Women in Leadership Boosts the Bottom Line
November 6, 2014

Across Asia, women currently account for the majority of university graduates and are a key source of today’s talent pool, but a 2012 report by McKinsey & Company revealed the stark reality that only 8% of board members and 9% of top managers in China are female. The common perception is that women currently enjoy more creative and productive career opportunities compared to previous generations, but the pace of change to level the playing field and improve gender diversity and women’s leadership has still been slow. “Women’s leadership is not only the right thing to do, but it’s also smart for our enterprises, country and society to discuss women leadership in the business context,” said Yang Lan (pictured below), Chairperson of Sun Media Group and acclaimed host of China’s longest-running in-depth talk “Yang Lan One-on-One”.

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“In today’s business environment, talent and ideas are increasingly important in order to gain a competitive advantage. As a result, gender equality in employment becomes essential,” said Dr. Xiang Bing, Founding Dean of Cheung Kong Graduate School of Business (CKGSB) to a standing-room only crowd at a seminar jointly hosted by CKGSB and the United Nations Entity for Gender Equality and the Empowerment of Women (UN WOMEN) on Friday, October 31, 2014.

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Dr. Xiang (pictured above) added, “At CKGSB, 57% of the school’s MBA students are women, while the proportion of female students in the 2014 intake of EMBA students reached a record high of 27%. As China’s premier educator of top executives – many of whom are highly successful women – CKGSB is committed to helping its female students seize opportunities for leadership through the school’s world-class research and unparalleled network of business leaders in China and around the world.”

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“Statistics show that a close relationship between women’s workforce engagement and economic growth leads to an increase in GDP, poverty reduction and the creation of a more stable society,” said Julie Broussard (pictured above), UN Women Country Program Manager in her opening address. Yet she noted that the representation of women at corporate board level and in executive committees in the region remains strikingly low.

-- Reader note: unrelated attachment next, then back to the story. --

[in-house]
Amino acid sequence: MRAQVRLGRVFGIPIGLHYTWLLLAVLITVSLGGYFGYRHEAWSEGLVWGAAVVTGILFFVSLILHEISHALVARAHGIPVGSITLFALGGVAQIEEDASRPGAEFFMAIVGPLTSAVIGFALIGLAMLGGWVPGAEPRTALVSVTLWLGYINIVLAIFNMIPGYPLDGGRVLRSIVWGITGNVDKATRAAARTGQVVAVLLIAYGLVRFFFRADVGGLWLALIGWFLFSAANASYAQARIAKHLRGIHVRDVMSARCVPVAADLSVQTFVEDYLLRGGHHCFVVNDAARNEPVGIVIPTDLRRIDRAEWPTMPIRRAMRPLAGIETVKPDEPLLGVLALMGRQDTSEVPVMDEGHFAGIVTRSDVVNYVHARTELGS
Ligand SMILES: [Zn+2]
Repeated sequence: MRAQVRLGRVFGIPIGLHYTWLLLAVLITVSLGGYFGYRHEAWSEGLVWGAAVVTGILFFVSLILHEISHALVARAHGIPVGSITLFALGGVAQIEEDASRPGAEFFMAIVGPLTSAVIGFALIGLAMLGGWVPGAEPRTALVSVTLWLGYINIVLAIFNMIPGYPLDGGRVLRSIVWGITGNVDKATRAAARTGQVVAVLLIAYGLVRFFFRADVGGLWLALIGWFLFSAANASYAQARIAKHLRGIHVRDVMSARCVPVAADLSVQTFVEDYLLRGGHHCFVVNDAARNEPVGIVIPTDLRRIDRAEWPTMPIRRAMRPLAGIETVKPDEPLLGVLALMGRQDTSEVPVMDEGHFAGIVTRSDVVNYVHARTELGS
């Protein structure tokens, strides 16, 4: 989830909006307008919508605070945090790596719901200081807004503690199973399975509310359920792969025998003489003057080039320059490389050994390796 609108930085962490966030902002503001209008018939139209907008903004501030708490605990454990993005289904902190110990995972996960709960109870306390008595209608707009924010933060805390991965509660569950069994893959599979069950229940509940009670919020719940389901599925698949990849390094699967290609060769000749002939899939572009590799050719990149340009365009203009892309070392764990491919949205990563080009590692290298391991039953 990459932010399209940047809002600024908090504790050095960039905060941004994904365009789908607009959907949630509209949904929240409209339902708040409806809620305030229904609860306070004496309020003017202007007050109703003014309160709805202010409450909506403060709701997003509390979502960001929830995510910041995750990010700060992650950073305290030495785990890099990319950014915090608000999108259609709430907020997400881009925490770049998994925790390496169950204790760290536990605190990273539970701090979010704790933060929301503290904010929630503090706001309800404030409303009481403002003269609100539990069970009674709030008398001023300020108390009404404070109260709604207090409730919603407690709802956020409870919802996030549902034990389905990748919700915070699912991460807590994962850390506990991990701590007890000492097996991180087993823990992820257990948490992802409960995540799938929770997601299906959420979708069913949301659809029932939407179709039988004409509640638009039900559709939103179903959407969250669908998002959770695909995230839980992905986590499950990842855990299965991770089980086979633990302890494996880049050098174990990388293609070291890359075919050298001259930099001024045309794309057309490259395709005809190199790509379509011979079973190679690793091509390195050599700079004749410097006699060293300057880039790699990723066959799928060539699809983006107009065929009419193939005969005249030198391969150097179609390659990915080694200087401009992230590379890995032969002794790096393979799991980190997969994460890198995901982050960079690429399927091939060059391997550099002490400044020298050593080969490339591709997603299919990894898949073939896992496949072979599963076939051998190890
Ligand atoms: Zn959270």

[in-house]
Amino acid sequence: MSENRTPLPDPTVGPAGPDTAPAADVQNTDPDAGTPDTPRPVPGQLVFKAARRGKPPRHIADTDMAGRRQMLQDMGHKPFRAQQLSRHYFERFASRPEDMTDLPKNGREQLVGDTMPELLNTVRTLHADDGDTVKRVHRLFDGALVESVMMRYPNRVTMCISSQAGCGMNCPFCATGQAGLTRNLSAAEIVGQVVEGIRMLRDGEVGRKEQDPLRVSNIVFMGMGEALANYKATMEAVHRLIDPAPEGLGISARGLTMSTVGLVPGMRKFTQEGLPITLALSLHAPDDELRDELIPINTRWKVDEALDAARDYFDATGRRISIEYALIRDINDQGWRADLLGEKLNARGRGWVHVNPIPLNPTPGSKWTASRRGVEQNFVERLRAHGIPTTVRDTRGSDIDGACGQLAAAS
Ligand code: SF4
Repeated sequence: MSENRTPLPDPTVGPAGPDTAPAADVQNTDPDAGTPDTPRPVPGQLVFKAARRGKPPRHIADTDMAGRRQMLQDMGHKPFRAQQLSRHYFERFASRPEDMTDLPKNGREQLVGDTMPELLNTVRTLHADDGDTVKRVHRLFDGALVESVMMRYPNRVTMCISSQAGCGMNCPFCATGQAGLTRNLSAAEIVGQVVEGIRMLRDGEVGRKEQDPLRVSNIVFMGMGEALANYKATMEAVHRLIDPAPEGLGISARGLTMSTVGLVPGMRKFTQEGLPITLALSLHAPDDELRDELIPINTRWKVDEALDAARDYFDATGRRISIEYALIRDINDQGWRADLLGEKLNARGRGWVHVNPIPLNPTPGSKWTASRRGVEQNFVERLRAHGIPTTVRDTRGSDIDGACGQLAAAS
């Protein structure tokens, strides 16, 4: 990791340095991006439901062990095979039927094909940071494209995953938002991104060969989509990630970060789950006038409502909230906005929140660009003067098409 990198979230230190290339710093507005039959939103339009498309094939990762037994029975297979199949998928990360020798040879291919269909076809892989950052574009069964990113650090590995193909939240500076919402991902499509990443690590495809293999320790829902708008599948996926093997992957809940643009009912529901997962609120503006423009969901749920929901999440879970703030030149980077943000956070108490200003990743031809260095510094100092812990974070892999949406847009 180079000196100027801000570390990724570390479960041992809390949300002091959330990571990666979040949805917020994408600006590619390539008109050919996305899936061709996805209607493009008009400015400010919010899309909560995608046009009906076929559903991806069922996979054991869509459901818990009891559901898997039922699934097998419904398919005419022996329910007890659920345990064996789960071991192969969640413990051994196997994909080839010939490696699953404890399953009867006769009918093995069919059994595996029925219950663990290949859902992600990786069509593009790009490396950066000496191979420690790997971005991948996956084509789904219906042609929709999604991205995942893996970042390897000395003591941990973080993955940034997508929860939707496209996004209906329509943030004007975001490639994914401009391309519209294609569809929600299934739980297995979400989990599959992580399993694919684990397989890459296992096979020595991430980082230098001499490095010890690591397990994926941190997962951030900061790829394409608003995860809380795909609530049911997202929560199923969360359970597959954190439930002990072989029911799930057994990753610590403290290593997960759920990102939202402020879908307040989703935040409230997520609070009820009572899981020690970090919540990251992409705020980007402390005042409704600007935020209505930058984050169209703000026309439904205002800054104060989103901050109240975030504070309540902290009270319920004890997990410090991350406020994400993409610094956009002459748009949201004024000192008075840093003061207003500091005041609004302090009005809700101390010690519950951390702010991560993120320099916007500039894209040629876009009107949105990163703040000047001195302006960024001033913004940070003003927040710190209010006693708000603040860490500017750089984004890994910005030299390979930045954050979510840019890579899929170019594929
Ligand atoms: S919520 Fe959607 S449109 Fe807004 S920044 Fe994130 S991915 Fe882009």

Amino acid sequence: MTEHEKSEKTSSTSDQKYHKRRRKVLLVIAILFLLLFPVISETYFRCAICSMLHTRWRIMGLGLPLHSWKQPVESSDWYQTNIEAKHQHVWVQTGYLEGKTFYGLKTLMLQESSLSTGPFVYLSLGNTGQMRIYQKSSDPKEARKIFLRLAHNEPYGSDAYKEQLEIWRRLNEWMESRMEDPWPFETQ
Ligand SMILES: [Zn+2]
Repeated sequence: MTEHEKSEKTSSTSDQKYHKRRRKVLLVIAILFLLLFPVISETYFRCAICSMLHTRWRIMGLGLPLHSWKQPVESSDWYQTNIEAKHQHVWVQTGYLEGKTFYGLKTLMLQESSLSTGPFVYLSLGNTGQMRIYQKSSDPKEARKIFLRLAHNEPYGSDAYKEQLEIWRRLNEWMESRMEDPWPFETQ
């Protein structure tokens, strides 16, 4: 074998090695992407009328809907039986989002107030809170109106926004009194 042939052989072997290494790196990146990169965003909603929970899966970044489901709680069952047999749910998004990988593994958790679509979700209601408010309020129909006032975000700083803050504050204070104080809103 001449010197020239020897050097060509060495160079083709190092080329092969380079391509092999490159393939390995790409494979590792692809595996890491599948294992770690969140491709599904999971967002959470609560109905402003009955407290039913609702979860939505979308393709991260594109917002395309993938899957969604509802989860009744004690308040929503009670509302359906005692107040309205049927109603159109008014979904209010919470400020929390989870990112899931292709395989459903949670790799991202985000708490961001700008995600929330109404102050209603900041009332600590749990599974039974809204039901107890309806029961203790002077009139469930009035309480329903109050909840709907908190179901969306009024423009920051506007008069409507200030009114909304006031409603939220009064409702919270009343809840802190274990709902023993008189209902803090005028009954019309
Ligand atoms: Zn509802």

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Mr. Geoff Wilson (pictured above), Chief Operating Officer of KPMG Asia Pacific delivered a keynote speech in which he described how diversity in leadership enhances corporate performance, citing an extensive 19-year study of 215 Fortune 500 firms by Roy D. Adler of Pepperdine University to make a compelling case that having women in leadership positions is a smart strategic management decision for business. “His study shows companies with a high number of women executives are more profitable than their peers. Not just a little, but significantly more profitable. In fact, companies with women in leadership positions are 20%-70% more profitable than their industry average,” said Wilson.

Yang Lan then moderated a panel discussion amongst successful Chinese business leaders, two of whom are former or current CKGSB students – Mr. Fang Yuyou, CEO of prominent cosmetics brand Proya and Ms. Liu Qing, COO of taxi-hailing smartphone app Didi Dache – plus Mr. Wang Guangfa, Chairman and President of real estate conglomerate Fazheng Group and Ms. Lin Bo, Vice Chief Editor of China WTO Tribune.

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[From L to R: Yang Lan, Wang Guangfa, Lin Bo, Fang Yuyou, Liu Qing, Geoff Wilson]

While the panel discussion revealed that there are key cultural differences between the East and the West — including different cultural norms and values, attitudes toward gender roles, and the division of labor in the household — similarities also abound. Yang Lan posed thought-provoking questions throughout a lively discussion, while providing sharp insight and commentary on shifting gender expectations in the context of China’s societal transformation and evolving business environment.

Geoff Wilson proposed the creation of a supportive, gender-intelligent work environment and culture “that is compatible with the family life to the benefit of all employees – men and women”, while Wilson and Lin Bo both stressed the importance of leadership, accountability, ownership, and a clear program to championing gender diversity at work, which would include flexible working conditions and locations to establish the proper work-life balance as well as female leadership.

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Didi Dache COO Liu Qing, a current CKGSB DBA student, emphasized the importance of “setting up women-only organizations within the company, holding breakfast seminars and establishing platforms for women to exchange ideas” as a way of providing professional female networking and mentorship opportunities. In addition, Wilson added that it is crucial that top management visibly champions gender diversity, “having male leaders step up beside women and lead on gender equality” in order to put women’s leadership as a key priority on the strategic agendas of organizations and drive further discussions.

At the end of the hugely successful seminar, the participants answered questions from an audience which included senior-level executives from leading Chinese corporations, as well as representatives from UN Women, WEConnect and Lean In.

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